Kubrick's terrifying visuals, with flickers of gushing blood filling the hotel hallways and the looming specters of Grady's dead daughters, lend a helping hand to the debate, whereas King's novel, working with the imagery of written word, picks a lane and pursues it full-stop. The movie swirls a cocktail of motives, with immense cabin fever and writer's block serving as a pressure cooker for issues of self-doubt and misogyny. Of course, the screenplay from Kubrick and co-writer Diane Johnson isn't interested in spelling out its morals, which is what makes "The Shining" so frustratingly and captivatingly unsettling. Audiences are tasked with decoding whether or not Lloyd, Grady, and the woman in Room 237 were figments of Jack's deteriorating imagination, or something much more sinister and real.

At the film's end, Jack appears in an old photograph from 1921

Some of the greatest debates revolving around Kubrick's movie surround its final shot, where we get a close-up of a photograph. That picture, hanging on a wall surrounded by numerous hotel memories from over the years, features Jack front and center, enjoying the spotlight in a room crowded with partying guests. The kicker, though, is that the picture is dated July 4, 1921. As far as audiences know, Jack was a father and writer aged 40-ish, not an elderly man who was, somehow, at the Overlook 60 years before the events of the movie take place.

But, if you scale back before the climax of the film hits, there's the infamous line from Grady: "You've always been the caretaker. I should know, sir. I've always been here." It's the first suggestion that the spirits of the Overlook have fully taken over Jack's psyche. There is a line blurred when Grady then tells Jack that he must "correct" Danny's powers by killing him and Wendy, suggesting that he is still living in the present, but that is what makes the debate over the ending's meaning so limitless. Was Jack a spirit living two lives, one at the Overlook and one with Wendy and Danny, at the same time? Is he a reincarnation of a figure from the hotel's bloody past? Has his death somehow subsumed him into its history? There's no single correct answer, but it's rich with potential interpretations.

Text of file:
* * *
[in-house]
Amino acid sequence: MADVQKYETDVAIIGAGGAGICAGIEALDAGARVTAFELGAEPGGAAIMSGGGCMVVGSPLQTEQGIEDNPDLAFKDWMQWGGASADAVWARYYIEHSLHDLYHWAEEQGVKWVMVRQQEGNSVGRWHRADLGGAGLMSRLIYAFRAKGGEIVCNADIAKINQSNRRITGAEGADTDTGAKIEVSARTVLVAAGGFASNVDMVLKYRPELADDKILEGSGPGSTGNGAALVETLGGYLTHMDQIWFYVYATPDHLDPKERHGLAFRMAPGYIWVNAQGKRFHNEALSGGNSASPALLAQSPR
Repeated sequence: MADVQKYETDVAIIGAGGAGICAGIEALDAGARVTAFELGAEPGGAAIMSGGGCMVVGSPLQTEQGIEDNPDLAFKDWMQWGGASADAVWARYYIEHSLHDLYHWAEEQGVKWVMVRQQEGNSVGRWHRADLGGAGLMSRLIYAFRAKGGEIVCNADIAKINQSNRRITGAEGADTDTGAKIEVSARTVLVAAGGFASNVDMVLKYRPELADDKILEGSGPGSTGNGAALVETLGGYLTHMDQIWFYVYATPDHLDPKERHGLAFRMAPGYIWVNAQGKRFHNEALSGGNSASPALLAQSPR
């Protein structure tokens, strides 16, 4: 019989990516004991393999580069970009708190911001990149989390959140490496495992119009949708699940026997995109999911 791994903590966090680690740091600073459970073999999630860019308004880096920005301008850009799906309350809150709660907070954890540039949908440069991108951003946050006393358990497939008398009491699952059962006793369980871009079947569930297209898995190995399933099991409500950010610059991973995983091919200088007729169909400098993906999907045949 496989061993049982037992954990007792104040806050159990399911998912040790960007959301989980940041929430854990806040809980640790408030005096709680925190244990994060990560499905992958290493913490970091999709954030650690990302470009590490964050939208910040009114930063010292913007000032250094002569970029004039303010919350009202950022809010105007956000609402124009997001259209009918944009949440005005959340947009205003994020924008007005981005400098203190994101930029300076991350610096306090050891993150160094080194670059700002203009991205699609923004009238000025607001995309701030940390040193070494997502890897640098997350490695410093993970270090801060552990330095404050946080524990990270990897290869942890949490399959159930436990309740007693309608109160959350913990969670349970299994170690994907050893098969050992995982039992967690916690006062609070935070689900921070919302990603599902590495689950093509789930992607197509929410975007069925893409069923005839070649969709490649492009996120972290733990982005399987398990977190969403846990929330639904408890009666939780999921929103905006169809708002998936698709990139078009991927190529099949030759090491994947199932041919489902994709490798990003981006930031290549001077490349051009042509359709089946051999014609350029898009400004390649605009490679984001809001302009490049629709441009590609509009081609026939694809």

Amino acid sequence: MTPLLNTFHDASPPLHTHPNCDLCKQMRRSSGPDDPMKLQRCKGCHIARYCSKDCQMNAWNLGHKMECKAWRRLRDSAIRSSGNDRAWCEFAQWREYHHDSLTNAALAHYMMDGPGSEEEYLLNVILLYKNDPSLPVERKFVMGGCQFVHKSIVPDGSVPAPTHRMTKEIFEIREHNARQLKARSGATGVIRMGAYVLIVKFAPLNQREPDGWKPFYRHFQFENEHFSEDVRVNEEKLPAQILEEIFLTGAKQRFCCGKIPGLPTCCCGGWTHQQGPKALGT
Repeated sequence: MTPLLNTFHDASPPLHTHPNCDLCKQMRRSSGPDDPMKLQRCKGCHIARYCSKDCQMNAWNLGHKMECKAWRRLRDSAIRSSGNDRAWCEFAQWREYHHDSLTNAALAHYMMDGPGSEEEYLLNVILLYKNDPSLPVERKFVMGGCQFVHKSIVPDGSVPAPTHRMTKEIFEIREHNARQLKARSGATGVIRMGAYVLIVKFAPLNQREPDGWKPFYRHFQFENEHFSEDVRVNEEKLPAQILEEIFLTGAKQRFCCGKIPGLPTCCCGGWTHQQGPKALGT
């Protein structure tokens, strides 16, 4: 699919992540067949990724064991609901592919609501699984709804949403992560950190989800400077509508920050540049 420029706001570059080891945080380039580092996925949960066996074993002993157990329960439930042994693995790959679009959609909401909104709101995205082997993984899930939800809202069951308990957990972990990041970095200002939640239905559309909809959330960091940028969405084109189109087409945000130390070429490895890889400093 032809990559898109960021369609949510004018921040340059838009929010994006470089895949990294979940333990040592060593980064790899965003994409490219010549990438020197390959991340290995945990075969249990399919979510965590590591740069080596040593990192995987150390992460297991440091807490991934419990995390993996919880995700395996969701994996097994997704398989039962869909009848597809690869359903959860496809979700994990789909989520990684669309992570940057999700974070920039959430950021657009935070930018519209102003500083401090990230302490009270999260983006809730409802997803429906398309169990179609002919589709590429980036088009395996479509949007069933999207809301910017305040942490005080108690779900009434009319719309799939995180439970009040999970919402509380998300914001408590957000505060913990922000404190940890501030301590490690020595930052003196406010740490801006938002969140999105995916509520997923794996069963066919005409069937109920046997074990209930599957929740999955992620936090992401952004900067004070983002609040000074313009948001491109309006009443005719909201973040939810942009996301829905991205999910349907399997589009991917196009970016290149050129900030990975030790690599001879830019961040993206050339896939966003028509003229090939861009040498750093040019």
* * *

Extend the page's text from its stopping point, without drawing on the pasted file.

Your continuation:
Jack is the only Stephen King character to be a protagonist and an antagonist

Stephen King infuses great depth into his characters, even with how prolific he remains and how expansive his bibliography is. The human villains, like Margaret White, Henry Bowers, and Ace Merrill, who populate his stories are rich and thoughtfully layered. Even Annie Wilkes' insidious evil is balanced with a good backstory. Jack Torrance being in similar company should come as no surprise. In fact, Jack is the only King character to serve as both protagonist and antagonist.

In Kubrick's film, he's primarily a villain rendered as an irredeemably abusive father. He's a man who is possessed or is having a breakdown because of cabin fever, electing to murder his wife and child in the process. However, King's vision for Jack is much more nuanced. He bestows compassion into his leading man by giving us a glimpse into Jack's troubled past and showing us how that trauma informs his adulthood. When Danny attempts to save his father at the novel's end, Jack snaps back into the man he once was, briefly, and allows his son to escape. He knows the only way Danny and Wendy can be free is if he destroys the Overlook, which means he must destroy himself. 

That kind of empathy, no matter how far below the surface it remains, would have changed the composite of Jack in Kubrick's adaptation. King's Jack is his own worst enemy, his terrifying potential given an (almost) heroic arc. It's safe to say that, in the book version, Jack is not the villain as much as he is a vessel for the hotel's own sinister agendas. In the movie, he's a particular kind of unrelenting menace. Few characters have ever been so dynamic on-screen and on the page.